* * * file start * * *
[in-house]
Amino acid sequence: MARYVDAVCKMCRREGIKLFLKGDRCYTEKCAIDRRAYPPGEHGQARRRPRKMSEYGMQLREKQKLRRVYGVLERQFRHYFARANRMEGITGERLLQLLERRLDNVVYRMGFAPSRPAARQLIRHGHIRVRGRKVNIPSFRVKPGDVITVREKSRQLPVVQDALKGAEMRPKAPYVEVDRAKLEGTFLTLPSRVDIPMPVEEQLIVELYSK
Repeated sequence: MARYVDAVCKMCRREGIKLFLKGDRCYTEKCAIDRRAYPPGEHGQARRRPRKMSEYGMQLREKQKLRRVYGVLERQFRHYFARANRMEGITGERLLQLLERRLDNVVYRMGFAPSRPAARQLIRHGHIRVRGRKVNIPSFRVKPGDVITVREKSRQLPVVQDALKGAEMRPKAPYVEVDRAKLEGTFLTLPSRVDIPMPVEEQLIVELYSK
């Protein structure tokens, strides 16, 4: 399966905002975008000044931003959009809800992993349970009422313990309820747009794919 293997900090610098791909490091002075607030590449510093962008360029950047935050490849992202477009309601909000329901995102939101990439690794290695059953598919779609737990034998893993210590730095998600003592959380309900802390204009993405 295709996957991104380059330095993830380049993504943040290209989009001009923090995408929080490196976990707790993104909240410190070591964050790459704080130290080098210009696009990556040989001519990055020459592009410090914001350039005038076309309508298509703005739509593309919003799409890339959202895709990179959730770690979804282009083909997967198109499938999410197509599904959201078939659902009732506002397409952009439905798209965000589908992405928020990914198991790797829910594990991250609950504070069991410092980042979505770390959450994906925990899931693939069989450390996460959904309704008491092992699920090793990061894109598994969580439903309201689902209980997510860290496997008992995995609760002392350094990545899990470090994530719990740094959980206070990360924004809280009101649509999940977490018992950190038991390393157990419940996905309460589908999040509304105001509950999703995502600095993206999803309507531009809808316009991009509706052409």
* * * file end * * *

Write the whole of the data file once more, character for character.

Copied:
[in-house]
Amino acid sequence: MARYVDAVCKMCRREGIKLFLKGDRCYTEKCAIDRRAYPPGEHGQARRRPRKMSEYGMQLREKQKLRRVYGVLERQFRHYFARANRMEGITGERLLQLLERRLDNVVYRMGFAPSRPAARQLIRHGHIRVRGRKVNIPSFRVKPGDVITVREKSRQLPVVQDALKGAEMRPKAPYVEVDRAKLEGTFLTLPSRVDIPMPVEEQLIVELYSK
Repeated sequence: MARYVDAVCKMCRREGIKLFLKGDRCYTEKCAIDRRAYPPGEHGQARRRPRKMSEYGMQLREKQKLRRVYGVLERQFRHYFARANRMEGITGERLLQLLERRLDNVVYRMGFAPSRPAARQLIRHGHIRVRGRKVNIPSFRVKPGDVITVREKSRQLPVVQDALKGAEMRPKAPYVEVDRAKLEGTFLTLPSRVDIPMPVEEQLIVELYSK
């Protein structure tokens, strides 16, 4: 399966905002975008000044931003959009809800992993349970009422313990309820747009794919 293997900090610098791909490091002075607030590449510093962008360029950047935050490849992202477009309601909000329901995102939101990439690794290695059953598919779609737990034998893993210590730095998600003592959380309900802390204009993405 295709996957991104380059330095993830380049993504943040290209989009001009923090995408929080490196976990707790993104909240410190070591964050790459704080130290080098210009696009990556040989001519990055020459592009410090914001350039005038076309309508298509703005739509593309919003799409890339959202895709990179959730770690979804282009083909997967198109499938999410197509599904959201078939659902009732506002397409952009439905798209965000589908992405928020990914198991790797829910594990991250609950504070069991410092980042979505770390959450994906925990899931693939069989450390996460959904309704008491092992699920090793990061894109598994969580439903309201689902209980997510860290496997008992995995609760002392350094990545899990470090994530719990740094959980206070990360924004809280009101649509999940977490018992950190038991390393157990419940996905309460589908999040509304105001509950999703995502600095993206999803309507531009809808316009991009509706052409």